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Thursday, 17 March 2016

So you want to complain, and you want positive action?

Writing a complaint letter is an art. A postal letter is better than an email, especially for major complaints.

I'll cover letters and emails but, before I do, there are some ground rules.

1. Never write in an angry vein.
2. Keep the letter light and humour helps, but not too much humour.
3. Tell them, at the end what action you want them to take.

Point 3 is important in all business letters. Over the years, 99% of all the sales letters I received twittered on about their product and ended with Yours faithfully, never asking me to take any action. Naturally they went straight in the bin. Asking for action would have delayed going into the bin for a brief moment and that is all a salesman can hope for.

A letter of complaint:

First of all, send it as soon as possible by first class.

At the top of your letterhead, write: "Sent by first class post" and underline it.

This indicates that you wish the reader to take immediate action.

Start off with a short paragraph explaining the nature of the complaint.

If you have been a satisfied user of the company's services or products for some time, a brief paragraph explaining this here, saying how happy you've been in the past.

Then a paragraph or three detailing in chronological order everything that has happened concerning your dissatisfaction. Be factual, and as I said above, don't let your anger seep through to the letter.

Penultimate paragraph summarising the complaint in a very short paragraph, a sentence if possible. A busy executive may just copy this to the department head concerned, or highlight it if he is going to copy it to the manager. Better it is in your words.

The last paragraph should tell [not ask or suggest] the CEO exactly what you expect if he wants to keep you as a satisfied client. Adding the word "satisfied" gives you an out to return if you don't get what you want.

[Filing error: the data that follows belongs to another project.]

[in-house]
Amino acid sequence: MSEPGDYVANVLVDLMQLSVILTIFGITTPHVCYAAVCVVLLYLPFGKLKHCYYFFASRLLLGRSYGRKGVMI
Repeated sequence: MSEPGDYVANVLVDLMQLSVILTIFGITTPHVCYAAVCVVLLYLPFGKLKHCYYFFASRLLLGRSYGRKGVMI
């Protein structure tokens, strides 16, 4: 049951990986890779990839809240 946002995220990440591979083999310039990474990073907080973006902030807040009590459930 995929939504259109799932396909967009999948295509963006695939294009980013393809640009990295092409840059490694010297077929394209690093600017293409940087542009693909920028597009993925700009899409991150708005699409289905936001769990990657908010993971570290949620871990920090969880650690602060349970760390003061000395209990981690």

If you don't hear from the CEO within a week, send a copy of the letter, with a note saying "I'm a little concerned you never received this, please could you confirm receipt?" This will let him know that you aren't going to go away.

If a complaint detailing a minor item, you can send an email, but it is never as effective as a typed letter.

Keep the the same pattern as the letter, except change the part I call "A paragraph or three" above.

Here, itemise each part of the complaint with points as CEOs get hundreds of emails a day, and can't take in too much unbroken email text.

For example

Point One
List your first point here in detail but try to keep it to 140 characters (thanks Twitter).

Point Two
List your second point here in detail but try to keep it to 140 characters (thanks Twitter).

Point Three
List your third point here in detail but try to keep it to 140 characters (thanks Twitter).

Incidentally, using Point or Item or Question in the same format is always useful when writing emails to companies, especially when asking questions. Harassed executives usually pick the easiest point or question to answer hoping you'll go away. This way he's forced to answer them all.
I have used this method on many occasions and it normally
has very
positive results.


David Lewis said...

Some good advice here, most of which should work when writing to MPs etc. as well as on a consumer to business basis. I've posted it to Facebook.

Andrew Ampers Taylor said...

Thanks David, much appreciated.